Sarah Giragosian

Sarah Giragosian

Lecturer II
Writing & Critical Inquiry Program

Contact

University Library Basement 96N (LI B96N)
Education

PhD, University at Albany 

MFA, Boston University 

BA, Mount Holyoke College

About

Sarah Giragosian is the author of the poetry collections Queer Fish, a winner of the American Poetry Journal Book Prize, and The Death Spiral. In 2023, the University of Akron Press released the craft anthology, Marbles on the Floor: How to Assemble a Book of Poems, which she co-edited with Virginia Konchan. Sarah’s poems and essays have appeared in such journals as Orion, Ecotone, Tin House, Pleiades, and Prairie Schooner, among others. 

Research Interests: Creative writing, 20th century North American Poetry and Poetics, animal studies, feminist theory, queer theory; eco-poetics, post-humanist studies, African American Studies

Course Description: 

Writing and Critical Inquiry (WCI) emphasizes intensive practice in academic writing as well as writing in other rhetorical contexts. Based on established principles of rhetorical theory, WCI engages students in sustained inquiry into the nature of written discourse and the practice of writing. In WCI, writing is both a subject of study and a vehicle for academic inquiry. To that end, we will often defer closure or the mastery of knowledge in the interest of exploring multiple perspectives, analyzing evidence, and challenging pat answers. Our class will value speculation, deep thinking, and collaboration in scholarship.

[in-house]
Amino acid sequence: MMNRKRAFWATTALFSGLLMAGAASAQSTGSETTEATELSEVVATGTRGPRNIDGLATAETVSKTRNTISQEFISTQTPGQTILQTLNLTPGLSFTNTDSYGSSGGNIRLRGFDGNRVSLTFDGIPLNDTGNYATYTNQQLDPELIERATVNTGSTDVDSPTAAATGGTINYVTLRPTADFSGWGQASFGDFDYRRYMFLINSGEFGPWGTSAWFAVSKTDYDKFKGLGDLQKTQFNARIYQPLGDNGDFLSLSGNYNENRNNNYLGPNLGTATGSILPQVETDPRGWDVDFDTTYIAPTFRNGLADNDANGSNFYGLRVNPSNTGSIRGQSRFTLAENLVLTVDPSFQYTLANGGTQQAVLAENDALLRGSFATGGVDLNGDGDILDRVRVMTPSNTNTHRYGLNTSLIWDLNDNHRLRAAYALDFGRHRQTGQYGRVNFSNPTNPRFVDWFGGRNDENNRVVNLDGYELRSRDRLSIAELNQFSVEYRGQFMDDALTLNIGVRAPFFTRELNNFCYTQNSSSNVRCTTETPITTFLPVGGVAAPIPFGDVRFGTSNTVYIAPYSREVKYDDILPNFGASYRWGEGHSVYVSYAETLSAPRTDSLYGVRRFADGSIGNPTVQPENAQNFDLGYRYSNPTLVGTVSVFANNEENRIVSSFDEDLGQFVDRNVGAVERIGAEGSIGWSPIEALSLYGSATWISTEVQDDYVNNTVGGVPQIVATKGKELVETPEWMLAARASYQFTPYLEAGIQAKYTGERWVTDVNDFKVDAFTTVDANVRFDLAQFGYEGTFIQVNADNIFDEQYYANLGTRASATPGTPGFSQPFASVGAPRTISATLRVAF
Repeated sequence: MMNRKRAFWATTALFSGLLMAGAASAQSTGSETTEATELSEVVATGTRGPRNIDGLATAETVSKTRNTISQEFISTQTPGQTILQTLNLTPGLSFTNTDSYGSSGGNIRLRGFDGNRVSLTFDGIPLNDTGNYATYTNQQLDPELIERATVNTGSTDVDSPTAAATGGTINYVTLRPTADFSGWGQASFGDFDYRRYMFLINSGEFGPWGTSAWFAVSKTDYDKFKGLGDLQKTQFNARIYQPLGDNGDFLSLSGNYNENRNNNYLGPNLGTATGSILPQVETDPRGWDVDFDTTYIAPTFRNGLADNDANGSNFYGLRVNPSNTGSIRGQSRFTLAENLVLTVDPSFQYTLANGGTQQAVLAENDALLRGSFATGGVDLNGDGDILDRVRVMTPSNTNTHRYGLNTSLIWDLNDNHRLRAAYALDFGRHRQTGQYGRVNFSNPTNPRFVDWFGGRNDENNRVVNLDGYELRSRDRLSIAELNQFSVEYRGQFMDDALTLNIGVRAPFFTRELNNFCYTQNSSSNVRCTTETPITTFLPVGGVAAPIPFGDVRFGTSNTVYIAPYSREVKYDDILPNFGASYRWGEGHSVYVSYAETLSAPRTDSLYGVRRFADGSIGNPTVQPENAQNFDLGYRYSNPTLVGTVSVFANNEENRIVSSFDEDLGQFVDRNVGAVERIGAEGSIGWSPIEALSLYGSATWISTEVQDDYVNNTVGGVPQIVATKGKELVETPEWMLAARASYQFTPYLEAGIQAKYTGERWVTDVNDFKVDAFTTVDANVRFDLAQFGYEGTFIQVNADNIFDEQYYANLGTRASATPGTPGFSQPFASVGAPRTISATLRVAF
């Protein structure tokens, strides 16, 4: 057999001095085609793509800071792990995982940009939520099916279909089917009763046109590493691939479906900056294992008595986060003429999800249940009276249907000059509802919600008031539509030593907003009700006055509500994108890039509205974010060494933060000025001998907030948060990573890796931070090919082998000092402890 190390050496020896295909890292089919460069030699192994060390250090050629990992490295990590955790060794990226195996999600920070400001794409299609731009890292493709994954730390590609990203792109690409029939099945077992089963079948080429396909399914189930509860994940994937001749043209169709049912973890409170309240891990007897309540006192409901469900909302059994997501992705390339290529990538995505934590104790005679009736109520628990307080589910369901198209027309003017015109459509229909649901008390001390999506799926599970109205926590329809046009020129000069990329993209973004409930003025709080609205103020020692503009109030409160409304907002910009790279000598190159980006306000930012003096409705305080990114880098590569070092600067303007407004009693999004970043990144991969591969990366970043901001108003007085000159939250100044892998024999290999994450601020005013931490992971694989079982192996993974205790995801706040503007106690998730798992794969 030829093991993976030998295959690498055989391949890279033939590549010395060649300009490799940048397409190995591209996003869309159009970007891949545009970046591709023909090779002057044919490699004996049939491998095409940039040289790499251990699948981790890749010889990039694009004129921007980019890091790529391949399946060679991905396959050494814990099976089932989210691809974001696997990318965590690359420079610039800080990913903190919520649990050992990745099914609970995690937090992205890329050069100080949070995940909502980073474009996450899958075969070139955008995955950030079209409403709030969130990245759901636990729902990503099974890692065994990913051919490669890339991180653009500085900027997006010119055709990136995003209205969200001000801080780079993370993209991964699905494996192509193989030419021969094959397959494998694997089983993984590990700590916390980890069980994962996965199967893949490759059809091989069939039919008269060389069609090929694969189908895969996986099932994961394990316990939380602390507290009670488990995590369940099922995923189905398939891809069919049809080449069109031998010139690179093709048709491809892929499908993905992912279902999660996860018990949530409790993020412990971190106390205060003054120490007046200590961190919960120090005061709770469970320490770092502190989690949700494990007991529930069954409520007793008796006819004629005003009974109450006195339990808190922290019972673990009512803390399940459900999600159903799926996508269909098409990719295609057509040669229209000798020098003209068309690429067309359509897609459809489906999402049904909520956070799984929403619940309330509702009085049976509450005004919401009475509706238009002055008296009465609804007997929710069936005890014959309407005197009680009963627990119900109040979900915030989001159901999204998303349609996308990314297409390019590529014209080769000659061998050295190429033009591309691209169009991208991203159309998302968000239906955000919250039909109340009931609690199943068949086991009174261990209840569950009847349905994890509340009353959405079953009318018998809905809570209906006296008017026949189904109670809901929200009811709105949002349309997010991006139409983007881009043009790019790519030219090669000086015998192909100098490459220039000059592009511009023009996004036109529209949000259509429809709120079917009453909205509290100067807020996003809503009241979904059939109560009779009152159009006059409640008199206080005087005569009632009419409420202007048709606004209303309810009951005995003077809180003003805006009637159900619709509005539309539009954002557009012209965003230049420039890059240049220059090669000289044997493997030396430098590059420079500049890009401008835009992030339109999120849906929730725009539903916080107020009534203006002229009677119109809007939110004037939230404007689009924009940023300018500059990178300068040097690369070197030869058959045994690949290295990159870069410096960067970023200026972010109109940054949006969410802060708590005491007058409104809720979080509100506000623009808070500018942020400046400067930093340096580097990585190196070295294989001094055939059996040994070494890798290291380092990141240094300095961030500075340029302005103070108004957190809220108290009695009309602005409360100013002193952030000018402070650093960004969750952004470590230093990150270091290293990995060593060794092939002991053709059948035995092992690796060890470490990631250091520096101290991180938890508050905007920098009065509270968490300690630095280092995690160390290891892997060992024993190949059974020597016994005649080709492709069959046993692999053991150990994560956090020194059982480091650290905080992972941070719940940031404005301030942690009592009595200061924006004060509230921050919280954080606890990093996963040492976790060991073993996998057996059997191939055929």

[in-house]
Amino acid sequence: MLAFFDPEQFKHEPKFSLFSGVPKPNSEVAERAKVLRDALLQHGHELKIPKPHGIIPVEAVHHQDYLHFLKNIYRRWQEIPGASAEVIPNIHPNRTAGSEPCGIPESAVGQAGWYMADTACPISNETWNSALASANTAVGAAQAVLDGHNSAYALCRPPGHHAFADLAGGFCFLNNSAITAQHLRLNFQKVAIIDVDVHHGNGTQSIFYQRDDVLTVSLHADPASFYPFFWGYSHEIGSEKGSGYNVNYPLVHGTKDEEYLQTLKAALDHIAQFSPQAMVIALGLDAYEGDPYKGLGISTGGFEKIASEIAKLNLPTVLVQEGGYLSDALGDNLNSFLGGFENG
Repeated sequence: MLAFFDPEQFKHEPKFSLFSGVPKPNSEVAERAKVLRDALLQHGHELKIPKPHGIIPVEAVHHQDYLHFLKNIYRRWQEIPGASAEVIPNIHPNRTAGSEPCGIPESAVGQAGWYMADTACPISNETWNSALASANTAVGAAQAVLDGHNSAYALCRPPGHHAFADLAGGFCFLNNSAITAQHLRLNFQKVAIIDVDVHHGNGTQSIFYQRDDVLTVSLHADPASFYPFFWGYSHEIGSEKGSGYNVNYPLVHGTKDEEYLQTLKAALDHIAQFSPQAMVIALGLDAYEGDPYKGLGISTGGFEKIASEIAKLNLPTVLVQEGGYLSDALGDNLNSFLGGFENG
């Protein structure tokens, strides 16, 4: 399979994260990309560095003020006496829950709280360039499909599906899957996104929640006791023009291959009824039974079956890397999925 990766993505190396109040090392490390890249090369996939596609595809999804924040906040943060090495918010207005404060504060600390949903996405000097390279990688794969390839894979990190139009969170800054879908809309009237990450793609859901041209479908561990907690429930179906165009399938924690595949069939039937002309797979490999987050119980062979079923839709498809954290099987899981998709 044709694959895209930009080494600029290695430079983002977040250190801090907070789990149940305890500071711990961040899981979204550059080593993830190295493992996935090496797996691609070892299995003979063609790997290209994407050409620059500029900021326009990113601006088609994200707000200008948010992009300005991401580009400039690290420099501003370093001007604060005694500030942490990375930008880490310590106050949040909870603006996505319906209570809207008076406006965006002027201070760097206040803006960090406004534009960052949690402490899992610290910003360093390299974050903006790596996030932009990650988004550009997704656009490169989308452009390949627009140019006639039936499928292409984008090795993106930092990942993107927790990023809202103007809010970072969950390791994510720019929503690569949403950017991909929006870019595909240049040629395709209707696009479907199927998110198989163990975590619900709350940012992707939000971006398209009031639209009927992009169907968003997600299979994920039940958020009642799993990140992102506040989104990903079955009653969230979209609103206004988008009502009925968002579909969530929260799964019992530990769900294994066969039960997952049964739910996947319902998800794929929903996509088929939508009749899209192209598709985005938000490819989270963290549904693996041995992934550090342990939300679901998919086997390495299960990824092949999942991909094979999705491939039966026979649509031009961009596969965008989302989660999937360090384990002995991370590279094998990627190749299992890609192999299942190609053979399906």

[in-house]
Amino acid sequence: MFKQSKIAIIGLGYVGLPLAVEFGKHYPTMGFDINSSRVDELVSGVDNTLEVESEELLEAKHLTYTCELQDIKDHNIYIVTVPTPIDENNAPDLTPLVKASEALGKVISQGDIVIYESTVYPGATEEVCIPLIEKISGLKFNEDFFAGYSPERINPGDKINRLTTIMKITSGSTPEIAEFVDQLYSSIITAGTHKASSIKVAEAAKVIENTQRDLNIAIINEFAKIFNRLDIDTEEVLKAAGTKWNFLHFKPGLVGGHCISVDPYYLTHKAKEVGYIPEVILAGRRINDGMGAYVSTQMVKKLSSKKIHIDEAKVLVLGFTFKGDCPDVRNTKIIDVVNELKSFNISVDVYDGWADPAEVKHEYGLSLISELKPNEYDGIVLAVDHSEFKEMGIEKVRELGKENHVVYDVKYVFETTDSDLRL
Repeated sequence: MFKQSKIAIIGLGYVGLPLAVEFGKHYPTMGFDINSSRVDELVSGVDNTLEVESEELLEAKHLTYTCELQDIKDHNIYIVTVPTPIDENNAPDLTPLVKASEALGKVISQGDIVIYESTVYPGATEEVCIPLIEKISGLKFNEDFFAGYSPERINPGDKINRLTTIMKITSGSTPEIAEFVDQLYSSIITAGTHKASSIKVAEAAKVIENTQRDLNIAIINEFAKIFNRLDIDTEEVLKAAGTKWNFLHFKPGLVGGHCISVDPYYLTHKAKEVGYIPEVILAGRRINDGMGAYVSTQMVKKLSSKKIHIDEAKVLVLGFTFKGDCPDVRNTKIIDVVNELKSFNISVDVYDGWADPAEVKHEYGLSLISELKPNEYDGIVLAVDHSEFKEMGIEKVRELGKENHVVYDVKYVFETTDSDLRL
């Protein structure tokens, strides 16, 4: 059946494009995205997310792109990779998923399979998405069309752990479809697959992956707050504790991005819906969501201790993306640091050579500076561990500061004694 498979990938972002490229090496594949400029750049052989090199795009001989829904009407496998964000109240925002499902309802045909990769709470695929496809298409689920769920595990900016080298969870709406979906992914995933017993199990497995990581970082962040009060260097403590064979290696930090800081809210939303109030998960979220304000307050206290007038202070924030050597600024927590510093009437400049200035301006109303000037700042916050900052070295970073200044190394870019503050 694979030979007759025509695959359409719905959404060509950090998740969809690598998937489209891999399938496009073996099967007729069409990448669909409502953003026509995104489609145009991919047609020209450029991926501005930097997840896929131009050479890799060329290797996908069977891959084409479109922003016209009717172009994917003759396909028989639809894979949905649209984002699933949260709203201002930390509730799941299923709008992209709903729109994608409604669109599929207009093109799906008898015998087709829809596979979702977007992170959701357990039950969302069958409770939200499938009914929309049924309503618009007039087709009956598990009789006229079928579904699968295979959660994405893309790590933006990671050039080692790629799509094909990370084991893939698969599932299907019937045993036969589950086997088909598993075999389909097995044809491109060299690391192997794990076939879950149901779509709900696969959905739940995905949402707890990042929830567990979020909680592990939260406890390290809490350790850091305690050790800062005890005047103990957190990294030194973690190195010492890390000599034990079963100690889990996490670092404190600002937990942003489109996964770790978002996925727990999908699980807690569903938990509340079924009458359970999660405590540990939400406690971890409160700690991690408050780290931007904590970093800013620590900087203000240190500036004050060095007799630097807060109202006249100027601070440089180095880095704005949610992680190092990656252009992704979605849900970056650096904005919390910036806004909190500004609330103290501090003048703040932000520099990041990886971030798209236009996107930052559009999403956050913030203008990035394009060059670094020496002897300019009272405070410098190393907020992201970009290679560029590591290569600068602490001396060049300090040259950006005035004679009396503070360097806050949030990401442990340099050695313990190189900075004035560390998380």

With these values in mind, we will consider the role of writing in our political, social, and personal lives. Can writing be a source of self-actualization?  How can writing and critical inquiry help to inspire political and social movements and challenge hegemonic norms?   How can the humanities and training in critical reading and writing practices help support issues of social justice? In other words, how is writing a social and political resource, both conditioned by its social context and capable of upsetting social conventions? In a classroom setting and the larger public sphere, how can it be used to build, undermine, and/ or reinforce communities?

 

We will explore these questions and others while developing writing skills across a range of rhetorical situations, including professional, academic, and literary writing. With an attention to style, rhetoric, and argumentation, we will read texts in terms of their mediums and messages, engage in inquiry about issues of a local and global scale, and to choose appropriate research methods to gain information on a topic of interest.  Moreover, through careful attention to the multiple stages of the writing process, which include prewriting, writing, revising, and editing, we will articulate, defend, and challenge the ideas that we and others produce. The course will integrate a range of learning activities to promote critical thinking and writing and will take a process-based approach that will guide us through the steps of research-based writing, such as gathering and organizing research materials, drafting and revising, and analyzing and evaluating peer writing. This course will help students develop analytical skills that will be carried over in other disciplines and prepare them for the different kinds of writing assignments they will encounter in future courses and in their professional lives.